Cost and Quality
“We’re still the only company that’s published a 10-5 error-rate [human] genome,” Reid says (average 1 error/100,000 bases). He asserts that Illumina’s current system consumes $5,000 in reagents, and that cost swells to $20-25,000 when the full cost of informatics and labor is included.
After claiming last year that CGI had cracked the $1,000 genome threshold for reagent costs, Reid now says that CGI’s all-in cost for a complete human genome is under $10,000. “With all of it added in, we’re below $10,000 now. We’ve got a 2-3X cost advantage [over Illumina], and a 10X quality advantage.”
CGI currently charges $9,500 per genome for a minimum order of eight genomes. “You can’t pay $20,000 [per genome] any more, even if you try. We just send the money back!”
While more and more service providers are cropping up, the biggest competition to CGI is BGI – the former Beijing Genomics Institute. Or so it seems. “We don’t entirely know yet,” says Reid. “They have a big facility, but they’ve also said they’re all things to all people. In the complete human genome space, they’re using Illumina technology, and we have distinct advantages for complete human genomes over that technology. So it’s more likely people would use BGI for one set of projects, and CGI for others.”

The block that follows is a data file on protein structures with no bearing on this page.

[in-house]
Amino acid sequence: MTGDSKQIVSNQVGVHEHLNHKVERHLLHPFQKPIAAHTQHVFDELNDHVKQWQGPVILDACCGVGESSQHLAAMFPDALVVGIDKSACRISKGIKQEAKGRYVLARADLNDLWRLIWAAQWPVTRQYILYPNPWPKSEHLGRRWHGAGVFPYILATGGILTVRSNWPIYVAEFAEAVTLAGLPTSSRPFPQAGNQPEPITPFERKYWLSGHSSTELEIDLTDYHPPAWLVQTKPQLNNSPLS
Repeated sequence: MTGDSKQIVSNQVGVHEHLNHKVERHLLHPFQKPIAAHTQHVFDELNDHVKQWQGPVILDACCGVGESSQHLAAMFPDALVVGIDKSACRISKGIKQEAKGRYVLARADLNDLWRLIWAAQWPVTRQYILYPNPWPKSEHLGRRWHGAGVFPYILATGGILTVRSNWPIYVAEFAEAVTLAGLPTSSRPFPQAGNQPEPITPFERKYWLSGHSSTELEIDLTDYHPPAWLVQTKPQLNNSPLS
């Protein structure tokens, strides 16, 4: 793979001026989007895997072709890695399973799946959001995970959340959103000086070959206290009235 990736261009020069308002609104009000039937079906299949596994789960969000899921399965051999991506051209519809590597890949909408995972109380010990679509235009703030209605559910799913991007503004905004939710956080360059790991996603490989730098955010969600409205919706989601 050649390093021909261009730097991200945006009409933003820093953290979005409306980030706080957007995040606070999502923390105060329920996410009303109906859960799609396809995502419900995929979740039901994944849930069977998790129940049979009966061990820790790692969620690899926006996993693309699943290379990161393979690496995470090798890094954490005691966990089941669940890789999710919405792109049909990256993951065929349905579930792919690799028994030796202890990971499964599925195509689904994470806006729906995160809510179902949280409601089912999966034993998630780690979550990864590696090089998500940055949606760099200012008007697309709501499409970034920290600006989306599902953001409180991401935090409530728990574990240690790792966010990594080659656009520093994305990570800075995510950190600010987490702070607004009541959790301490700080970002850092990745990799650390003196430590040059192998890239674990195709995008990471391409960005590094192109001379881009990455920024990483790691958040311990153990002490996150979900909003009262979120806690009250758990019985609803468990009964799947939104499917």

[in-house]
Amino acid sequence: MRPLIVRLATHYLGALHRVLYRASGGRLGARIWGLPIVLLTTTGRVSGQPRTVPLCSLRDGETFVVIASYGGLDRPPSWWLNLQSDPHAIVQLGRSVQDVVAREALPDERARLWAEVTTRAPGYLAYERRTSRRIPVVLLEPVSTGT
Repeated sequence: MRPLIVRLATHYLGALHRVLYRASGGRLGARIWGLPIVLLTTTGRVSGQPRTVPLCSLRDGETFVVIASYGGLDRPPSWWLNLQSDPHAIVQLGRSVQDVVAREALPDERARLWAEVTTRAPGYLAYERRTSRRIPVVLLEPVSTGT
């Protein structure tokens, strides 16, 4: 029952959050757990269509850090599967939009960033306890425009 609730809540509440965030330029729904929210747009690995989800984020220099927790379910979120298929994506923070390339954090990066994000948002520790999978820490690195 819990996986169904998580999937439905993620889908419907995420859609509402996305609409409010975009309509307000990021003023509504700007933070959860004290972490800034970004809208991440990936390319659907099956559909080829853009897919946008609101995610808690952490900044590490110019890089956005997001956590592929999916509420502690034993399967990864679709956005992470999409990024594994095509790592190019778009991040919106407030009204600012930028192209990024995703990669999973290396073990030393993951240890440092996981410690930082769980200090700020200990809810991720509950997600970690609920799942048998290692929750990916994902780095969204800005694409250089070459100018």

One of CGI’s original goals was to build a network of genome centers around the world, in collaboration with various foreign governments or organizations. Reid signaled that CGI might take some steps in that direction. “From Mountain View, we can service North America and Western Europe quite effectively, though we might open a center in Europe to get closer to customers. But I think opening a center in Asia will get us access to customers that we really don’t have access to.”
Noting that CGI has just one 1 sales representative in Asia (Japan), Reid said: “We haven’t pulled the trigger yet [on expansion], but we certainly expect to use that model to expand into Asia.”